a male blue footed booby proudly poses in the Galapagos

How to get this shot: Blue-Footed Booby in Galapagos

The wildlife of Galapagos is extraordinary for so many reasons.  Not only are most inhabitants found nowhere else on earth, the vast majority of animals have no natural fear of humans.  This makes for some of the very best nature photography you could ask for!

Whether you’re headed to Galapagos shortly, or simply dreaming of the day you get to set foot on The Enchanted Isles, start practicing now to get some of the most coveted shots of this most unique chain of volcanic islands.

a male blue footed booby proudly poses in the Galapagos

  • First, you of course need to get you to a place that has said Blue-footed Booby posing perfectly. There are many vessels and outfits out there to do so, and of course I prefer the smaller, more intimate boats and photography-specific voyages like those of Natural Habitat Adventures.
  • Next, you will want to have the right gear. While any camera will do, it will take something slightly more advanced to get you this look, where the bird is in tack-sharp focus but the background is nicely blurred.
  • My preferred setup for Galapagos Islands wildlife is a DSLR or mirrorless camera with the venerable 70-200mm f/2.8 lens. This is my workhorse for most of my photos in Galapagos, and is ideal for photographing the Blue-footed Boobies.
  • Your camera settings will be key. The trick to getting that nice balance of a blurred background that can still be made out to be textured, colorful rocks.  For this, I’m aiming for something like an f/4 aperture, plus or minus. See, if you go for the f/2.8, which is tempting you will lose considerably more definition in the background. You may like that, so experiment!  However, for this shot specifically, I’m at f/4, 1/250 sec, and iso200. (fortunately most photography is in nice daylight, so there is plentiful light)
  • The next step is to determine your composition. Do you want to adhere to the rule of thirds or other compositional rules like leading lines, Fibonacci spiral?  Or do you want to break the rules for a particular reason.  For me, in this shot, I ended up shooting a little bit wider than you’d think in order to then crop in after the fact for the composition I wanted.  Then, when cropping, I did indeed choose to break the rules by putting the subject smack dab in the middle to exaggerate emphasis on the bird itself.  The bird is a colorful, charismatic denizen in a relatively uniform, slightly inhospitable landscape.  Thus, I thought it best to really make it front and center…literally.  There are  many other compositional styles you could go for, so the main message is be sure you can justify it to yourself, as that’s where the true artistry comes in!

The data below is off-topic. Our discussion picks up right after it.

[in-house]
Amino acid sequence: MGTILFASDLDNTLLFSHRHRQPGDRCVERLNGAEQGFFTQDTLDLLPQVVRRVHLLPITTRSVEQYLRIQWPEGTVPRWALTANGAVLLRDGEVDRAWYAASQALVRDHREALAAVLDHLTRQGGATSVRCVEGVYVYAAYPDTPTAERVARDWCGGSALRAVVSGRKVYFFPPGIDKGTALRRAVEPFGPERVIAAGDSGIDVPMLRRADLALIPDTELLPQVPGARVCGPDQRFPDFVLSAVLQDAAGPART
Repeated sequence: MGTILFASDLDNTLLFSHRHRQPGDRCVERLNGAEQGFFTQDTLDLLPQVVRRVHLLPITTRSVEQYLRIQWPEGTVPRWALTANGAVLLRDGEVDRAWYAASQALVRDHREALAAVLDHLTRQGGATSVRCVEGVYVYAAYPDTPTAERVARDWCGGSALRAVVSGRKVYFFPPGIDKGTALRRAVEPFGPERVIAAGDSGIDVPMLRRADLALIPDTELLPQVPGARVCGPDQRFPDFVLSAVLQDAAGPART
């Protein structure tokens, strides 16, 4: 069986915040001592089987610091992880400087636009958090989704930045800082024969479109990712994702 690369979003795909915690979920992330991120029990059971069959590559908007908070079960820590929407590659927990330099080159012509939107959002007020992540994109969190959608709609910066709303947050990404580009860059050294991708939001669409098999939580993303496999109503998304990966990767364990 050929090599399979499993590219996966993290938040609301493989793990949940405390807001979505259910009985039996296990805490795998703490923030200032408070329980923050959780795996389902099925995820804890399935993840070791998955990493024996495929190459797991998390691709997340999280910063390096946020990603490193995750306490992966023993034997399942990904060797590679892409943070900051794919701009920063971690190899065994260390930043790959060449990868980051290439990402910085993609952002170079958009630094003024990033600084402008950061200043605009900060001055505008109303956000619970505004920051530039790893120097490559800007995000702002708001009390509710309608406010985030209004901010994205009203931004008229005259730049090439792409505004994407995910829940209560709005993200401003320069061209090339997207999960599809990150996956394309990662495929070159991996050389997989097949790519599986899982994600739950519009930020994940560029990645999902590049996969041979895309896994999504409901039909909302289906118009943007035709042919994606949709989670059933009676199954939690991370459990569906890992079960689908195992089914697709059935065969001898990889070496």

• Finally, you’re ready for the shot. Be patient and take many.  Wait for the bird to take different looks around…perhaps if its head is at the right angle, you’ll get a little catch light as the sun reflects from its gaze.  Or perhaps it will look off into the distance, or directly at you.  One of my favorite poses is when the males are doing their little mating dance and you snap a photo as the bird has one foot in the air–it’s fantastic!  The point is, take many “experimental” shots and be patient for an interesting or particularly intriguing pose.

As I hope you’ll see, the Galapagos is FILLED with interesting scenes, animals, and photo opportunities, like this one. These lessons of course are directed to “get you this shot” but can also be of great use with other wildlife portraiture in similar conditions (even other places around the world!).

I wish you the best on your upcoming or eventual journey in the Galapagos Islands!

Be well,

Court Whelan Signature